Use PostgreSQL file_fdw to Access External Data
Loading external data is a core task for many database administrators. With Postgres we have the powerful option of using Foreign Data Wrappers (FDW) to bring in external data sources. FDWs allow us to access data that is external to the database by using SQL from within the database. These external data sources can be in a number of formats, including other relational databases (Postgres, Oracle, MySQL), NoSQL sources (MongoDB, Redis), raw data files (csv, JSON) and many more.
This post shows how to use
to load remote data from CSV files available from GitHub. Sharing data
via public source control tools like GitHub has become a common way
to make data sets widely available. Other public data is available
from various government and non-profit sites, so this is a handy tool to have available and reuse.
External data source
For this post I am using the COVID-19 data John Hopkins University is curating. See the main GitHub page for full attribution and meta-details about the data.
Pi 4 Performance: PostgreSQL and PostGIS
Happy Pi (π) Day! I decided to celebrate with another post
looking at the Raspberry Pi 4's
performance running Postgres and PostGIS.
A few months ago I added another Raspberry Pi to my collection,
the new Model 4 with 4 GB RAM. My
pgbench results comparing the Pi 4 against the previous
3B models as well as the even lower-powered Raspberry Pi Zero W.
This post continues testing the Rasperry Pi 4's performance with
PostgreSQL and PostGIS, this time with a look at a more suitable
setup for production use cases.
The main difference are the use of an external SSD drive and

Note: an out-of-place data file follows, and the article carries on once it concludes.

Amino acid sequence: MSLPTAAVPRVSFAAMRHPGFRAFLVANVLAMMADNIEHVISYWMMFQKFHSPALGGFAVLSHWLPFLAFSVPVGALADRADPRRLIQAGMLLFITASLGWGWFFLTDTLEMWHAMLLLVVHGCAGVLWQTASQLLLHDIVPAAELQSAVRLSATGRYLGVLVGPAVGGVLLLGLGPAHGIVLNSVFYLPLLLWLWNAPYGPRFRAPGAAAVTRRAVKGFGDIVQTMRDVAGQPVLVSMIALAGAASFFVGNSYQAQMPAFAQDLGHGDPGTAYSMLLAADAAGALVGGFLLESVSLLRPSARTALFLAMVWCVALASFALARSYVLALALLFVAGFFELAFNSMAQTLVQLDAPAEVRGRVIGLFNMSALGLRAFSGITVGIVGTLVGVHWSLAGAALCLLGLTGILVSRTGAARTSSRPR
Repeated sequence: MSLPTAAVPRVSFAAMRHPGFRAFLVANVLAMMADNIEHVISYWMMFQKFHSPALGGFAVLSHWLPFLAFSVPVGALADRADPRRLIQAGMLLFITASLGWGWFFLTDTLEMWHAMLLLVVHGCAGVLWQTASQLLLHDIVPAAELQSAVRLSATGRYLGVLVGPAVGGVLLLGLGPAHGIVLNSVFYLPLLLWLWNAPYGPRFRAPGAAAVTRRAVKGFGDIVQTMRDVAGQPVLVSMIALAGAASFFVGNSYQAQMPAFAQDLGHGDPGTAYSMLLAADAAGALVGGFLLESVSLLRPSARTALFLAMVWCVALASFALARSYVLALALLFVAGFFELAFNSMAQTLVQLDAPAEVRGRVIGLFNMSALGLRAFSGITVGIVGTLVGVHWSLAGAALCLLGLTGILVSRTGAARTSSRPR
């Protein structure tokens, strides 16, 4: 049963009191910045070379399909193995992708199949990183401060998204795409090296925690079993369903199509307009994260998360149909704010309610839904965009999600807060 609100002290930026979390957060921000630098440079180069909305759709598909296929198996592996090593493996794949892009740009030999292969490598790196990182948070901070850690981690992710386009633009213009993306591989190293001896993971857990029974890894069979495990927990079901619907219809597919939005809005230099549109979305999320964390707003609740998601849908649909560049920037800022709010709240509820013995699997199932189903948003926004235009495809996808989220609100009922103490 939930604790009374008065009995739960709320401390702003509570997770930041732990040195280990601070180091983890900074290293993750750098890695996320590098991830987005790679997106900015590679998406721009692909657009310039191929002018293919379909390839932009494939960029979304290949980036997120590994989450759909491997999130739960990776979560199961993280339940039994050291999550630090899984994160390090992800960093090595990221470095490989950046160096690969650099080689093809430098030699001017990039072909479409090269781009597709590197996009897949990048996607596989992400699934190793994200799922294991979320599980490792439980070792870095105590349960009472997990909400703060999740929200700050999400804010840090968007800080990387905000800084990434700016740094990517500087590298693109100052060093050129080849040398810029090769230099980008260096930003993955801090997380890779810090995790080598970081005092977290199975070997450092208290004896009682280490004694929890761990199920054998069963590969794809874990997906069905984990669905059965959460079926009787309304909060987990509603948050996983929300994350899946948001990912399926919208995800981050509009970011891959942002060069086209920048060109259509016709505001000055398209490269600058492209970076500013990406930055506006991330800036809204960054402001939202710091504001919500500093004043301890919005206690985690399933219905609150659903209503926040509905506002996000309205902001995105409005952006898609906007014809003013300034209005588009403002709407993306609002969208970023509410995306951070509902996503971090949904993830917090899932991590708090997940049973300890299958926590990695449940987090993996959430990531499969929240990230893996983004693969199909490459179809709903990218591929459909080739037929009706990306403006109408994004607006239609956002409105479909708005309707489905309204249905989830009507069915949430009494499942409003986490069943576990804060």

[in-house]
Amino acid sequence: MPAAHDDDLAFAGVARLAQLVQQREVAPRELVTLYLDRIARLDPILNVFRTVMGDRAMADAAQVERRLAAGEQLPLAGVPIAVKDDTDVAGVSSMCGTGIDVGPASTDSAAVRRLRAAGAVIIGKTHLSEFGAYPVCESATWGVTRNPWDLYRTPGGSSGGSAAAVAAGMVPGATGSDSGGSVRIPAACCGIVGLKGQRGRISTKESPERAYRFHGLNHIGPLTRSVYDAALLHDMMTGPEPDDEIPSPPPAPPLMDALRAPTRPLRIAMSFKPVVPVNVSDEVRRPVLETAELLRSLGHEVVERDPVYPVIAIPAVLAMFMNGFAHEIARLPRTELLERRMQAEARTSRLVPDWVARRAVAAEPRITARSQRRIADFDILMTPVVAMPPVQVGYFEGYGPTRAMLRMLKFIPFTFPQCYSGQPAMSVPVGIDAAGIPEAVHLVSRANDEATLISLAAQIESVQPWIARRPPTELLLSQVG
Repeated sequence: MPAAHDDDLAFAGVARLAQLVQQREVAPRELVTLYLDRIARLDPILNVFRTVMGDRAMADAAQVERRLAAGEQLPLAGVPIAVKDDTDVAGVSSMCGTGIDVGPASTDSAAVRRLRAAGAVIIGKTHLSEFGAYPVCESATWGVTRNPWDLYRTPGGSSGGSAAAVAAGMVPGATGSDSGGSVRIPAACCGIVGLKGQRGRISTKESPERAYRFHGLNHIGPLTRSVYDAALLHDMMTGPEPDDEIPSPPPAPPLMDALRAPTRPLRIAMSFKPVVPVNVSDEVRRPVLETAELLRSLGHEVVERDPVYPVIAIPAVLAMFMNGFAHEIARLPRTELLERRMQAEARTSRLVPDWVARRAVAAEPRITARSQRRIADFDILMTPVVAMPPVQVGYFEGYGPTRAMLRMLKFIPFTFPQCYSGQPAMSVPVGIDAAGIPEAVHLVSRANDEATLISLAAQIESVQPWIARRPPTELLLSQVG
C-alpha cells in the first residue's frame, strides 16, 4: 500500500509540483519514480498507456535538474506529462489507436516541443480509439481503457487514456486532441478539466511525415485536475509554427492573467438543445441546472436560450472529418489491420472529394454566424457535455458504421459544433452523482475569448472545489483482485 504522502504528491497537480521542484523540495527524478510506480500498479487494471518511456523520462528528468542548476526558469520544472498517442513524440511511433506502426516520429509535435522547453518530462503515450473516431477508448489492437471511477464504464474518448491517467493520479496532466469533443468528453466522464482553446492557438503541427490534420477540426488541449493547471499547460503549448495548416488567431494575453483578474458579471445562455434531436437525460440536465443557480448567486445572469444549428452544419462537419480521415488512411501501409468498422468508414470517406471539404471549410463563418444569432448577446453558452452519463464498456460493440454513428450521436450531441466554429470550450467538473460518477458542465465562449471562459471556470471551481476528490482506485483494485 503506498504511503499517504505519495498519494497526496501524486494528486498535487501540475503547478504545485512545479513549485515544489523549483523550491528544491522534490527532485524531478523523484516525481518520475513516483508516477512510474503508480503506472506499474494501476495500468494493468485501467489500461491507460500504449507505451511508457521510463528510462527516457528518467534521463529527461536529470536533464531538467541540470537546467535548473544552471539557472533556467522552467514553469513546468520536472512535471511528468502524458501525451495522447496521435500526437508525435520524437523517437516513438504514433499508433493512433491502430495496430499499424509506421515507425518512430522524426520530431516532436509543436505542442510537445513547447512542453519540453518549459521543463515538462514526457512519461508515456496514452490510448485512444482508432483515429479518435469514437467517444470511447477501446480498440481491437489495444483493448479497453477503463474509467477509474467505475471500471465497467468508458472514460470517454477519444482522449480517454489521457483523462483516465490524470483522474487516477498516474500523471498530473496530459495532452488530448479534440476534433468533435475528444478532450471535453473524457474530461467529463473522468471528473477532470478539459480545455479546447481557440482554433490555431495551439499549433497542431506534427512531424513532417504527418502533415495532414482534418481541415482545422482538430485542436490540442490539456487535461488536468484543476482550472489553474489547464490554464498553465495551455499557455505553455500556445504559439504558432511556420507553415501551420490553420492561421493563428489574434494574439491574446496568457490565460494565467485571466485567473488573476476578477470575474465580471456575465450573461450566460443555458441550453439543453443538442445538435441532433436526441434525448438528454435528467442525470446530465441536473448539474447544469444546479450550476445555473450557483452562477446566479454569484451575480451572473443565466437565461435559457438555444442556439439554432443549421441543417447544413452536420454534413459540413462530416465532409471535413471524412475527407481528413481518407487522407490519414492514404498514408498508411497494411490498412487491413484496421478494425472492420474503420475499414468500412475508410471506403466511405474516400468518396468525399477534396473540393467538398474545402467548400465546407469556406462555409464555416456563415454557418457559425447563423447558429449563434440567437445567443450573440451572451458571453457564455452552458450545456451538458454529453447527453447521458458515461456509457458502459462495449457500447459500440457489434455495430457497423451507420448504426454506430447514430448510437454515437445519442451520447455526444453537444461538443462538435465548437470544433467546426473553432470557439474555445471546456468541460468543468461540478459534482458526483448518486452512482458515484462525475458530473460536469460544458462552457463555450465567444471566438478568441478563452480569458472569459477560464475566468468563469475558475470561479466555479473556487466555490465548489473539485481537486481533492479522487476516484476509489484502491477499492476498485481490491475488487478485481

Hardware and Configuration
The Raspberry Pi 4 is mounted in an enclosed Cana Kit case with a small fan in the top running on the 3.3 V rail (lower power), powered by a dedicated 3.5A power supply.
Webinar: PostGIS Advanced Features (6/6)
This page has the resources for the PostGIS Advanced Features webinar from Tuesday March 4, 2020. This session is the sixth and final (!) in a series of six covering how I work with PostGIS and OpenStreetMap. See the intro page for links to the other videos in the series.
Webinar: Postgres 12 and PostGIS 3 (5/6)
Below is the recording of my PostgreSQL 12 and PostGIS 3 webinar from February 26, 2020. This is the fifth in a series of six covering how I work with PostGIS and OpenStreetMap.
I had a great time presenting this session, I hope having this recording available is helpful. Below the video is a list the links showing throughout the slides.
qgis2web to export and share interactive maps
QGIS is an open-source GUI for working with GIS data, both for spatial analysis and creating beautiful maps. One of my favorite components of QGIS is its qgis2web plugin that makes it quick and easy to convert a styled QGIS map into a browser-based slippy map that can be easily shared. qgis2web currently supports generating output in three (3) popular formats: OpenLayers, Leaflet, and MapBox GL JS. This post covers the basic process of preparing a QGIS project to generate polished interactive maps via qgis2web.
I discovered QGIS a few years ago. Over time it has become my go-to desktop GUI for GIS work.
I setup an example project in QGIS that uses an OpenStreetMap base layer (from QuickMapServices plug-in) plus two layers of U.S. Census Bureau data loaded from a PostGIS database I had handy. One layer provides boundaries and labels for the counties in Colorado, the other visualizes population density by block group.